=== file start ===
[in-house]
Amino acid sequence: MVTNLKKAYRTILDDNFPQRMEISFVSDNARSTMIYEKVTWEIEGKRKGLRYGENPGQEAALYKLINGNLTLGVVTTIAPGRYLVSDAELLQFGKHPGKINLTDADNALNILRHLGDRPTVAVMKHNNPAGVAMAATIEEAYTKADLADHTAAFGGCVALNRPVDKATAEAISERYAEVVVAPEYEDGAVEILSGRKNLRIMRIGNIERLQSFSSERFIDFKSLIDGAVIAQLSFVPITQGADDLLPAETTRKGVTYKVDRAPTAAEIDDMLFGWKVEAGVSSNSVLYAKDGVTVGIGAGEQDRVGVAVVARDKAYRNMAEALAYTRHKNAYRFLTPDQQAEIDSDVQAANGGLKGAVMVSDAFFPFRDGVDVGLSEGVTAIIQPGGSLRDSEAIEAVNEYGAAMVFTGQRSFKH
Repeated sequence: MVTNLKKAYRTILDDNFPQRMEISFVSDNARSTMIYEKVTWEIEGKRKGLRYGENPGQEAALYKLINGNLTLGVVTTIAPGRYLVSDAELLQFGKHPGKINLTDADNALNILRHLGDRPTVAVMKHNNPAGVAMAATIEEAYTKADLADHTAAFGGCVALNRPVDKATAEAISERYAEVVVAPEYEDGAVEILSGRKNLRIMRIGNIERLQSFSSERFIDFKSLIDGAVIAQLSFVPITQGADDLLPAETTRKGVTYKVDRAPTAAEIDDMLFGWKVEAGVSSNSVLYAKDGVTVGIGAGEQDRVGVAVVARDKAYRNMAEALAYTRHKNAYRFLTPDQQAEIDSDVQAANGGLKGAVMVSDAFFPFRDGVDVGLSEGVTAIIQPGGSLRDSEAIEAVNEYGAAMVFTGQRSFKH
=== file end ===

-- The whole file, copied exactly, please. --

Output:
[in-house]
Amino acid sequence: MVTNLKKAYRTILDDNFPQRMEISFVSDNARSTMIYEKVTWEIEGKRKGLRYGENPGQEAALYKLINGNLTLGVVTTIAPGRYLVSDAELLQFGKHPGKINLTDADNALNILRHLGDRPTVAVMKHNNPAGVAMAATIEEAYTKADLADHTAAFGGCVALNRPVDKATAEAISERYAEVVVAPEYEDGAVEILSGRKNLRIMRIGNIERLQSFSSERFIDFKSLIDGAVIAQLSFVPITQGADDLLPAETTRKGVTYKVDRAPTAAEIDDMLFGWKVEAGVSSNSVLYAKDGVTVGIGAGEQDRVGVAVVARDKAYRNMAEALAYTRHKNAYRFLTPDQQAEIDSDVQAANGGLKGAVMVSDAFFPFRDGVDVGLSEGVTAIIQPGGSLRDSEAIEAVNEYGAAMVFTGQRSFKH
Repeated sequence: MVTNLKKAYRTILDDNFPQRMEISFVSDNARSTMIYEKVTWEIEGKRKGLRYGENPGQEAALYKLINGNLTLGVVTTIAPGRYLVSDAELLQFGKHPGKINLTDADNALNILRHLGDRPTVAVMKHNNPAGVAMAATIEEAYTKADLADHTAAFGGCVALNRPVDKATAEAISERYAEVVVAPEYEDGAVEILSGRKNLRIMRIGNIERLQSFSSERFIDFKSLIDGAVIAQLSFVPITQGADDLLPAETTRKGVTYKVDRAPTAAEIDDMLFGWKVEAGVSSNSVLYAKDGVTVGIGAGEQDRVGVAVVARDKAYRNMAEALAYTRHKNAYRFLTPDQQAEIDSDVQAANGGLKGAVMVSDAFFPFRDGVDVGLSEGVTAIIQPGGSLRDSEAIEAVNEYGAAMVFTGQRSFKH